Elizabeth Banks was an American journalist who settled in London around 1893. She undertook a series of ‘adventures’ in which she posed as a laundry girl, a crossing sweeper, a flower girl, a chaperone, an heiress, and a domestic servant. In working as a maid, she hoped to discover why domestic service ‘was looked upon with so much contumely’. 

Originally published as "In Cap and Apron" in the Weekly Sun, Elizabeth’s experiences were then published in 1894 in Campaigns of Curiosity: Journalistic Adventures of an American Girl in London. It’s not clear how much artistic licence Elizabeth used when describing her time in domestic service, but she does provide some interesting details about the duties of staff in households where three or four servants were employed.

Campaigns of Curiosity

By Elizabeth L. Banks,

Why should I read it?

1 author picked Campaigns of Curiosity as one of their favorite books, and they share why you should read it.

What is this book about?

Campaigns of Curiosity; Journalistic Adventures of an American Girl in London is the autobiography of a girl from New Jersey living in London during the height of the Victorian Era.


Diary of William Tayler, Footman 1837

By Dorothy Wise Tayler,

Book cover of Diary of William Tayler, Footman 1837

William Tayler worked as a footman in London for the wealthy widow Mrs. Prinsep and her unmarried daughter. He kept a diary for the year 1837 "as I am a wretched bad writer [and] many of my friends have advised me to practice more…" On Sundays, he usually went to see his wife and children who were lodged nearby, although he never mentions her or them by name.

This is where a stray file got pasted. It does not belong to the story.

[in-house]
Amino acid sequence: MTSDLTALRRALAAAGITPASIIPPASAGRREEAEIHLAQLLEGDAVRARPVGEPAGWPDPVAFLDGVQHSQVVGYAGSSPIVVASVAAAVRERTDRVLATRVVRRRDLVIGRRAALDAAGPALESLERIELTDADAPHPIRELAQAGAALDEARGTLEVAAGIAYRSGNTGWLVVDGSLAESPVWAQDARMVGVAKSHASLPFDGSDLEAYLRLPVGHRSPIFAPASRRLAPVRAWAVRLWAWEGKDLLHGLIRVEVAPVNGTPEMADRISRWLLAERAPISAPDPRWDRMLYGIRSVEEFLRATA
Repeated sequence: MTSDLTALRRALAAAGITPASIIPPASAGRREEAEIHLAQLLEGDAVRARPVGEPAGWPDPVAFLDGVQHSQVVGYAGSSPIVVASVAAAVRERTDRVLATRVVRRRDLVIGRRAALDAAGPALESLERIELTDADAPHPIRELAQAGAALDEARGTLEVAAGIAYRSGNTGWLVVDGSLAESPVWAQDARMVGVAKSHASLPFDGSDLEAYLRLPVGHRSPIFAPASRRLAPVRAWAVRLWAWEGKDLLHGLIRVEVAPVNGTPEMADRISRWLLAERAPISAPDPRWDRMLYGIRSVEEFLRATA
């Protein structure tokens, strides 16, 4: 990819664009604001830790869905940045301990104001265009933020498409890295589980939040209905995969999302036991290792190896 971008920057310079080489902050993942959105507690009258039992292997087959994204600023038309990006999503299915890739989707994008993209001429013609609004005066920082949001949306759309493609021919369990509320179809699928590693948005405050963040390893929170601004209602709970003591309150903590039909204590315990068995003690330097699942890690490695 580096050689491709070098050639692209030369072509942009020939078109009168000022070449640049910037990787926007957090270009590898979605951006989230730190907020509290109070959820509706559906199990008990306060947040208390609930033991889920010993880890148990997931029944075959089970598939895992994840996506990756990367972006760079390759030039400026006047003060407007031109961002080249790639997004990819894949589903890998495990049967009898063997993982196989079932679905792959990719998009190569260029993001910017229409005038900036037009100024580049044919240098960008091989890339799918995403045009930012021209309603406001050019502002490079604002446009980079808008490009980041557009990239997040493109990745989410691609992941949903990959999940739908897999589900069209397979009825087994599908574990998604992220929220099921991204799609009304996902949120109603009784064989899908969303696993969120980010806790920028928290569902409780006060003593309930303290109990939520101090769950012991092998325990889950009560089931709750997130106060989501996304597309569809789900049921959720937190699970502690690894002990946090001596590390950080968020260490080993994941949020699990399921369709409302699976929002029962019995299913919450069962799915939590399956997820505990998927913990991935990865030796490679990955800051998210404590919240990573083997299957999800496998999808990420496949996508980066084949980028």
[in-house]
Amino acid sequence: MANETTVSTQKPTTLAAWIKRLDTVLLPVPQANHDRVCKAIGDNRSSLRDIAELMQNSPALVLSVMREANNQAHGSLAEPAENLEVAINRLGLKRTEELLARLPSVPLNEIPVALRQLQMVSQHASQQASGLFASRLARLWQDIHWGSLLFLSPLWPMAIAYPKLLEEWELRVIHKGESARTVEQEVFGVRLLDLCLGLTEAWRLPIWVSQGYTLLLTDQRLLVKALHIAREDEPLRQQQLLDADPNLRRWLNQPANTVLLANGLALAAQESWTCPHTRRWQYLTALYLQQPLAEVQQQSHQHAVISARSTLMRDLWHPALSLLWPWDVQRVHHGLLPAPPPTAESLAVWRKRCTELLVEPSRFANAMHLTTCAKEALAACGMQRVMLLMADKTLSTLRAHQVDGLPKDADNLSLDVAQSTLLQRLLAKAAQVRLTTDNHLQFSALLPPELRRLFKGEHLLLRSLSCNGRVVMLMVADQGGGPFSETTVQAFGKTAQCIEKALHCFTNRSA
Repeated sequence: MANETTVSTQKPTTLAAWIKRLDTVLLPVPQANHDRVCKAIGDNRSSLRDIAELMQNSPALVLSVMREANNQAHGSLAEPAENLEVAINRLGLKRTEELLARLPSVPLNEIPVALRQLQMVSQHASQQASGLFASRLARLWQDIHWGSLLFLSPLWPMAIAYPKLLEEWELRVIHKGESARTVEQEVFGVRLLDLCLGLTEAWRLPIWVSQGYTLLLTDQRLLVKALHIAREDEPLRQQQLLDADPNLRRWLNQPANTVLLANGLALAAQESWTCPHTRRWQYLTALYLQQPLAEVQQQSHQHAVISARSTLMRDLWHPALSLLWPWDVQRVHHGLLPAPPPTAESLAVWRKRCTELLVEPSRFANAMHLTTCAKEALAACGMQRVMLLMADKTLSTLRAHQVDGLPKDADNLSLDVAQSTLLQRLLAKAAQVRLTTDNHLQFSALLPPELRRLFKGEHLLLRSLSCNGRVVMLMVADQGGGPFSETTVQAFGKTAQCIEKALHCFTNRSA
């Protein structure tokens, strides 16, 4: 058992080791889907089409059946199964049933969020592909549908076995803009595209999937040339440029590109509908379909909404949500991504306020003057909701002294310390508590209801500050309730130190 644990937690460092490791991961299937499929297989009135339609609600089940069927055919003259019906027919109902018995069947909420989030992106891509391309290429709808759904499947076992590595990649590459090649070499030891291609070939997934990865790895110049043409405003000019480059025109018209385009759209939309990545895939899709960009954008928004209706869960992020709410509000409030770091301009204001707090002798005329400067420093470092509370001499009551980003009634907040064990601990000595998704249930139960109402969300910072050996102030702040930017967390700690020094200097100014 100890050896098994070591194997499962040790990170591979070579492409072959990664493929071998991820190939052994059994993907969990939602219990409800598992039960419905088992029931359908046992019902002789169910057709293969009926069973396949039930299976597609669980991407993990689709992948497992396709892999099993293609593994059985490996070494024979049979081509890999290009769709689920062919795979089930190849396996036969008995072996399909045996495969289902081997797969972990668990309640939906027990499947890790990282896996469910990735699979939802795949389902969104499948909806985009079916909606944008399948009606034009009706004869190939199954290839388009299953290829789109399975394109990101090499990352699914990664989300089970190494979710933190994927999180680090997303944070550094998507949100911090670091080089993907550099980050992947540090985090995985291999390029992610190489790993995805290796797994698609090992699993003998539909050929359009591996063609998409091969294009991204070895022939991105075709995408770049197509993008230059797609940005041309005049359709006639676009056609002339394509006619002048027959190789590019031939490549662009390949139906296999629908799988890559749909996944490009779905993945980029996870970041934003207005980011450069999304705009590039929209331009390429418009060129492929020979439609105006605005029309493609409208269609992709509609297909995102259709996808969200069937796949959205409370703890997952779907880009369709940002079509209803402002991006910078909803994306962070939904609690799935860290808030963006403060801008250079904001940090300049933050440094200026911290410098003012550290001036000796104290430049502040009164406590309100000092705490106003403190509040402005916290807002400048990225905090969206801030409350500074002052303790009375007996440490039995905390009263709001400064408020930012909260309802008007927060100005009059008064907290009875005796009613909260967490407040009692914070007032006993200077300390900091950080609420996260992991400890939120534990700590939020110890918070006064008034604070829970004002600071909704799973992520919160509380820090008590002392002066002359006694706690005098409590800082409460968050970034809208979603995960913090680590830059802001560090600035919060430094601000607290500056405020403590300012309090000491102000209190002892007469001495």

As it focuses on just one year, the diary only provides a snapshot of William’s working life. However, it gives an illuminating insight into the life of a male servant for the gentry, including details of what William did in his spare time and how the wealthy entertained. Research has shown that he later became a butler.

Diary of William Tayler, Footman 1837

By Dorothy Wise Tayler,

Why should I read it?

1 author picked Diary of William Tayler, Footman 1837 as one of their favorite books, and they share why you should read it.

What is this book about?

Before you read William’s Journal, it is necessary to sketch in his background as briefly as possible. He came from the hamlet of Grafton, which is situated in the south-west corner of Oxfordshire, not far from Faringdon in Berkshire. Its seven grey Cotswold stone farmhouses are linked together by a brook and in the old days you could walk from one house to another along the brookside. These farmhouses sit like old ladies facing the sun and are all on the north side of the brook. In front of them lies all that is left of Grafton Common. If you…


Life as We Have Known It

By Co-operative Women’s Guild, Margaret Llewelyn Davies (editor),

Book cover of Life as We Have Known It

With this book, you get two servants for the price of one! This is a collection of memories from working women who were members of the Women’s Co-operative Guild. The two servants are Mrs. Layton (chapter titled "Memories of Seventy Years") and Mrs. Wrigley (chapter title "A Plate-Layer’s Wife"). Mrs. Wrigley’s recollections of domestic service only span three pages, but she describes her first place, aged nine, as a servant-of-all-work in heart-breaking detail. Mrs. Layton describes ten years in service from the age of ten with some kind (and not so kind) employers. After her marriage, she became a midwife. 

Life as We Have Known It

By Co-operative Women’s Guild, Margaret Llewelyn Davies (editor),

Why should I read it?

1 author picked Life as We Have Known It as one of their favorite books, and they share why you should read it.

What is this book about?